BARABAS: What forces (as in genetics, education, personal experience…) do you feel like contributes most in positioning a person on the axis of compromise-staying true to oneself?
SLAIGHT: I think it is each and every aspect of existance in conjunction with our truest qualitites. I think we are each born with a very absolute and irrevocable core self, which then, most likely, goes throught the mill of human life and it’s possible horrors, and I think that trying to preserve that purity and truth is the most absolute challenge in life. The challenge would compound depending on the inherent birth traits and the environment one is born into; time, place, era, culture, family, community. The whole mess.
BARABAS: Your poems are soaked in raw emotion... Was writing them cathartic?
SLAIGHT: Writing them was absolute necessity. I suppose that is cathartic in itself, then. It was part of life and I didn’t think about the effect on myself. It was a pretty dire compulsion. But if catharsis is ‘purification, purgation’, then yes, absolutely.
BARABAS: The charcoal drawings add to the uniqueness of this volume. Were these always in plan, or were they a later addition?
SLAIGHT: The artwork grew out of the same dynamic and life, but we didn’t set out to do this exact book. It was a result of life and art that resolved itself and came to me later. We were immersed in the same myths and life. I find the artwork superb and the poetry woud be very incomplete without them.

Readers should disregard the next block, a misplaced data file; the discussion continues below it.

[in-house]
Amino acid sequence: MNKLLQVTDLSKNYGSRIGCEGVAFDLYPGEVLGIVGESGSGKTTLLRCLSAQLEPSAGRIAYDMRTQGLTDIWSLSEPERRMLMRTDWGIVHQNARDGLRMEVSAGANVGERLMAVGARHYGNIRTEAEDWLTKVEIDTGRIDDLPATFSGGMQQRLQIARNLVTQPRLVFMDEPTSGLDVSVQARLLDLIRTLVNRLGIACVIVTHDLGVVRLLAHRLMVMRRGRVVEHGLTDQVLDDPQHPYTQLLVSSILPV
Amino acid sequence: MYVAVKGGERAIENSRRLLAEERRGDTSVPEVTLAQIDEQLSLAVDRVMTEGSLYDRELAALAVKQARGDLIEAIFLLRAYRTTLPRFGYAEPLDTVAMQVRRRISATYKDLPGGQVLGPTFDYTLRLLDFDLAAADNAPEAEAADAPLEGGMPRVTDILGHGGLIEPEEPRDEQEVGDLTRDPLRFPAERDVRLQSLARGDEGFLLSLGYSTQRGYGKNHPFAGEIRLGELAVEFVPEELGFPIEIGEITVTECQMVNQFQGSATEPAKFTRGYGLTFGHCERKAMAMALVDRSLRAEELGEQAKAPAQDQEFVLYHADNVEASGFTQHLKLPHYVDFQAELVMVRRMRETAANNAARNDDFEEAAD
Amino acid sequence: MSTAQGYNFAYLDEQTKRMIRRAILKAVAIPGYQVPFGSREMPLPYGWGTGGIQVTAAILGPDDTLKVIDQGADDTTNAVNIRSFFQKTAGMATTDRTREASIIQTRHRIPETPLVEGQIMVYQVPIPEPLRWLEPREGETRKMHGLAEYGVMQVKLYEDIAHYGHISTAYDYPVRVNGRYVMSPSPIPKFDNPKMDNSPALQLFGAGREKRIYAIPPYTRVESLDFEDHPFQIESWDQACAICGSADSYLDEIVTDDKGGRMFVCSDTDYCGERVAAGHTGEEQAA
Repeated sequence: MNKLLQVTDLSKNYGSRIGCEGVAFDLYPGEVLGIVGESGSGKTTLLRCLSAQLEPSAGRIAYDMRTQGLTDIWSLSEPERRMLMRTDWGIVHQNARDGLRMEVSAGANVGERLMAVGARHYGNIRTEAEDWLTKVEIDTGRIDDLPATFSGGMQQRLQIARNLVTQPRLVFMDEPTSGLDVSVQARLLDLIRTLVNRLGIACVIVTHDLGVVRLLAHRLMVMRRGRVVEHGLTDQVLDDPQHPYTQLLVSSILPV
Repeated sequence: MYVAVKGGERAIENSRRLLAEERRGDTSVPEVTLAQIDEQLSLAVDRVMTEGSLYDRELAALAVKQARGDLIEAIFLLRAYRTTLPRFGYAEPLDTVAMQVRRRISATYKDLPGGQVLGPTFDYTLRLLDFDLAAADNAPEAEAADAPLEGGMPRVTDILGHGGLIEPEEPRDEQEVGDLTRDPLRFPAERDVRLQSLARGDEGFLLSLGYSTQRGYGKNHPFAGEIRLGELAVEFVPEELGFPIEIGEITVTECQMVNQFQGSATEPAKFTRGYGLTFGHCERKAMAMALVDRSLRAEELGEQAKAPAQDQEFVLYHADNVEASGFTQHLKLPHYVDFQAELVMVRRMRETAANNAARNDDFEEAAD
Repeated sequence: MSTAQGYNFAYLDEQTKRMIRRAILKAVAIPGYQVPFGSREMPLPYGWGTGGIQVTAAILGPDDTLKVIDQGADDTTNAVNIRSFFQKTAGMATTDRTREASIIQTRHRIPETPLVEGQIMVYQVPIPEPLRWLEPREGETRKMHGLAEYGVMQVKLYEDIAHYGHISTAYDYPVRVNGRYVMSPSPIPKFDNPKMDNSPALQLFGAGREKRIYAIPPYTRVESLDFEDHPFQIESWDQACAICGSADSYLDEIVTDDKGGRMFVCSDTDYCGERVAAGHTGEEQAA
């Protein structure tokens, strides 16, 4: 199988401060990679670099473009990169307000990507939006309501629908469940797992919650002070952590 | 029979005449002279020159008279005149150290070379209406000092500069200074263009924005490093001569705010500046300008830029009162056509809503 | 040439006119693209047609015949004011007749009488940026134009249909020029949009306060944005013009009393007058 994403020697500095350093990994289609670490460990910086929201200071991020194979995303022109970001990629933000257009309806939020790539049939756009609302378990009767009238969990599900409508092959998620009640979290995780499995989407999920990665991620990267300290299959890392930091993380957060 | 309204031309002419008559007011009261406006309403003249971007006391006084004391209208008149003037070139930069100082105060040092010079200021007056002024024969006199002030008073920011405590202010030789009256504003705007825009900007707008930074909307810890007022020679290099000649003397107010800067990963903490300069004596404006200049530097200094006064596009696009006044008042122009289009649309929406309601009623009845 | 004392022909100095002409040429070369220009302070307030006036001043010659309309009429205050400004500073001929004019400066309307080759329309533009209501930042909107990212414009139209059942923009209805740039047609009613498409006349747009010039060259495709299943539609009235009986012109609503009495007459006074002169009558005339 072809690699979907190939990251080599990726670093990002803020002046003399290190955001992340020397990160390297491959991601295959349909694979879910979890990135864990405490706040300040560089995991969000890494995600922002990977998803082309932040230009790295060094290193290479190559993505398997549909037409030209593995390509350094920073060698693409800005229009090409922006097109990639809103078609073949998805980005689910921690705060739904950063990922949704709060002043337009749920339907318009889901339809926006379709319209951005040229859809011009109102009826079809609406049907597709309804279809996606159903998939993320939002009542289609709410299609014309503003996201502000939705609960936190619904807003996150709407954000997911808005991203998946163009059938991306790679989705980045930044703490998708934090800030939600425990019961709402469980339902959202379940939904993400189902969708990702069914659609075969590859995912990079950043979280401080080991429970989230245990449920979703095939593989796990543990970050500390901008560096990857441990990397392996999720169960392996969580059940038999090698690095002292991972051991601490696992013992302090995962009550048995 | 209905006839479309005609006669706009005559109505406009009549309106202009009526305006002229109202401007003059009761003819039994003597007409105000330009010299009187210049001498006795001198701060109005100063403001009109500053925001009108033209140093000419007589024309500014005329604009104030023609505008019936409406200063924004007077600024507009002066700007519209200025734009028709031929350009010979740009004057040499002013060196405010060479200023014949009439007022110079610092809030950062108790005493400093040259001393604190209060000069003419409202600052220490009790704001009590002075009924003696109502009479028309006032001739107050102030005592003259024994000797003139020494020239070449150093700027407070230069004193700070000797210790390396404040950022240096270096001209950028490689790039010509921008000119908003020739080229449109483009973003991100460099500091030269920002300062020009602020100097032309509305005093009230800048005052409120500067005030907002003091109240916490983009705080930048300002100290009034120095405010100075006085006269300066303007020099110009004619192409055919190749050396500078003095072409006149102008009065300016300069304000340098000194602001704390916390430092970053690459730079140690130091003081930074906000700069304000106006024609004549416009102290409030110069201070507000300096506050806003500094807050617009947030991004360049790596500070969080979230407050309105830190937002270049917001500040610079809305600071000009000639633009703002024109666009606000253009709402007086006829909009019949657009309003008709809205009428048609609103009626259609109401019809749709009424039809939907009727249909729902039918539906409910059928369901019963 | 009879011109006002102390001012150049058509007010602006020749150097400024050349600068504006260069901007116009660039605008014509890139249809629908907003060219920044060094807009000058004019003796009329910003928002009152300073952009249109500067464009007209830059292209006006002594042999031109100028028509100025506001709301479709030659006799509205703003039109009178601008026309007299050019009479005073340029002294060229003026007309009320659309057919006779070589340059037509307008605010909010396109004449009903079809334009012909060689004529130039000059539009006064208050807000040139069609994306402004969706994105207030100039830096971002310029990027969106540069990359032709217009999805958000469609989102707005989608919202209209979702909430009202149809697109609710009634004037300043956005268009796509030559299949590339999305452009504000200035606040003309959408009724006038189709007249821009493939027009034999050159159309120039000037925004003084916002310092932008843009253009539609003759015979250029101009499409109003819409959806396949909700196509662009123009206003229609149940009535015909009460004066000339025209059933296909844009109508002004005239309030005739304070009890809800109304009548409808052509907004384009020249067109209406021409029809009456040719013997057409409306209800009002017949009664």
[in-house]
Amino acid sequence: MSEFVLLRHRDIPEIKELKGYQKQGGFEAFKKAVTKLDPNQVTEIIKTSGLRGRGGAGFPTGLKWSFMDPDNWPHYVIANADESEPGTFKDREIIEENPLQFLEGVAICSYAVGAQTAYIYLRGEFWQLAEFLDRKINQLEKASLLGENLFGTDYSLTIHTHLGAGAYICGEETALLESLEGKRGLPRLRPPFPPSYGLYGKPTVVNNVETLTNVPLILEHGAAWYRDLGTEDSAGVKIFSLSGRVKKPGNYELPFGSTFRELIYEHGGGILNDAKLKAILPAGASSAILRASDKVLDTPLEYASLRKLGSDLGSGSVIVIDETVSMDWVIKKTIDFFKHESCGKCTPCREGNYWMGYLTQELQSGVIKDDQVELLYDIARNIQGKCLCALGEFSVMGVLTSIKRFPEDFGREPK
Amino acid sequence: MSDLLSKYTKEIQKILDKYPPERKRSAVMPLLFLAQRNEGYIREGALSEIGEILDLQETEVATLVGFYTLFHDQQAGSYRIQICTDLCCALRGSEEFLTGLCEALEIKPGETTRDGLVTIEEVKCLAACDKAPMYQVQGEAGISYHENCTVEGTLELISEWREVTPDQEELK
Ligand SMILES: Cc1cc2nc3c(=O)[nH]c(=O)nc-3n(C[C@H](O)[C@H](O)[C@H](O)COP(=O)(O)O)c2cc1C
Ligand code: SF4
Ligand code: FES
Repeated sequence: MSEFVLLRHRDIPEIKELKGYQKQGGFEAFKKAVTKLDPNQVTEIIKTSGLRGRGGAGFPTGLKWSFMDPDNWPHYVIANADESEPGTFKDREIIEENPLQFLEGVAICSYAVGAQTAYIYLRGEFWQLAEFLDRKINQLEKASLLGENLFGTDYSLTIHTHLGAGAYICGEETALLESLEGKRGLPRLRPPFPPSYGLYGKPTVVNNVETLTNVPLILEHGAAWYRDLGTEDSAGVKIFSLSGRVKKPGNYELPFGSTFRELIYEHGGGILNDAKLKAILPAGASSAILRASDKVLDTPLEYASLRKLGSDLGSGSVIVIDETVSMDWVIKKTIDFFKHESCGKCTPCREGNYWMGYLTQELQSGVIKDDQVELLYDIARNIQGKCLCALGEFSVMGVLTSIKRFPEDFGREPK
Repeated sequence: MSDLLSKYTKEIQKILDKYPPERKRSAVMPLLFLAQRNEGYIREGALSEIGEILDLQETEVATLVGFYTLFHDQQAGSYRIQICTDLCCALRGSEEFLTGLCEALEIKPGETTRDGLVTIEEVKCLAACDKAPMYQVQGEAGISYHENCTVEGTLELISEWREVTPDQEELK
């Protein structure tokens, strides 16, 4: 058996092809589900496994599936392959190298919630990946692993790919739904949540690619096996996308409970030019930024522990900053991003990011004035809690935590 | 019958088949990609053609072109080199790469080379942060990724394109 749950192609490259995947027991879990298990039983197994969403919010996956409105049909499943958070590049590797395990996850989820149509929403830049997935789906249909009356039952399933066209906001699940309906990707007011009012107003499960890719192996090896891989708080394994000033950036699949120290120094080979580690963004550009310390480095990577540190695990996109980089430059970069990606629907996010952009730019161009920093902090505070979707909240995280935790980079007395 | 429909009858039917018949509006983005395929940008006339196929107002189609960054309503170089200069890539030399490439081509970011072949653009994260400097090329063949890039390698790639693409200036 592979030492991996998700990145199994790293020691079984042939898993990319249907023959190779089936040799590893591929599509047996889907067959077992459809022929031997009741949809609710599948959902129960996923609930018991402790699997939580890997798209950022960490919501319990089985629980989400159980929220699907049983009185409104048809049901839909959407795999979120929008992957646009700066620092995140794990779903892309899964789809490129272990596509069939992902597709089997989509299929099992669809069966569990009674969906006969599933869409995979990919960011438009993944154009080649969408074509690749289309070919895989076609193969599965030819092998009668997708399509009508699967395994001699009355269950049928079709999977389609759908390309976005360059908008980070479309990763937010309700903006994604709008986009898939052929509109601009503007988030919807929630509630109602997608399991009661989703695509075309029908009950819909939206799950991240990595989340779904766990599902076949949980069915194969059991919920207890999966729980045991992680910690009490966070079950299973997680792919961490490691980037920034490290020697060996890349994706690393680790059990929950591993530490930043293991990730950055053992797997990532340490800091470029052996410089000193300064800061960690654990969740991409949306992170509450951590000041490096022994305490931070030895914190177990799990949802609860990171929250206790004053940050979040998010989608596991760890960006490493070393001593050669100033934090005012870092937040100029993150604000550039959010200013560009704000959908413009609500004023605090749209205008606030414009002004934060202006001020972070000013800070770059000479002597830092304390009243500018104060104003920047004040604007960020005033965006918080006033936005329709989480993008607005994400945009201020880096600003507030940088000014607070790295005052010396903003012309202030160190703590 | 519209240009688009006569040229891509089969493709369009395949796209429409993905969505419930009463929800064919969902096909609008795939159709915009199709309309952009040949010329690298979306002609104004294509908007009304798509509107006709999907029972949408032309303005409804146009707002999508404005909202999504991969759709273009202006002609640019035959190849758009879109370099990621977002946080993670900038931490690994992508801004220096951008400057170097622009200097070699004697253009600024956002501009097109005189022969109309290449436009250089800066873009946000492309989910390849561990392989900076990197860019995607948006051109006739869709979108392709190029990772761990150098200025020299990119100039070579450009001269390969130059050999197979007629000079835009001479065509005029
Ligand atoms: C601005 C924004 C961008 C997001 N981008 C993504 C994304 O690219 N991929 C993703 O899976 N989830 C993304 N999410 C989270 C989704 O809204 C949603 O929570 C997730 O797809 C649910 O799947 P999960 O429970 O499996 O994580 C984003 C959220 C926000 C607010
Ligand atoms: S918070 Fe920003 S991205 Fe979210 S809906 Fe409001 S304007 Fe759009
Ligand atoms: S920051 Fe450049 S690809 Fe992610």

BARABAS: Since these poems were written across several years, was it hard to keep them connected?
SLAIGHT: No. There was, for me, an obvious and organic follow through/narrative. I realise this may not obvious to readers, though. I wrote copiously most days, and then would carve and carve until I felt I had struck a ‘piece of essence’. 10 pages might result in 5 words, on a good day.
BARABAS: Did you have a daily schedule that you rigurously followed?
SLAIGHT: No. Life was pretty chaotic by our natures and changed every day. We moved relentlessly; a few months in each place and then on to another. Our hours were erratic, our jobs were erratic, we broke up and reconciled a lot, etc., but we did produce a lot. We also had three children during those years and were in a constant scramble to make enough money to survive. I have always had real problems with discipline; still do.
BARABAS: What is more important when writing, inspiration or hard work? What percentage would you give each?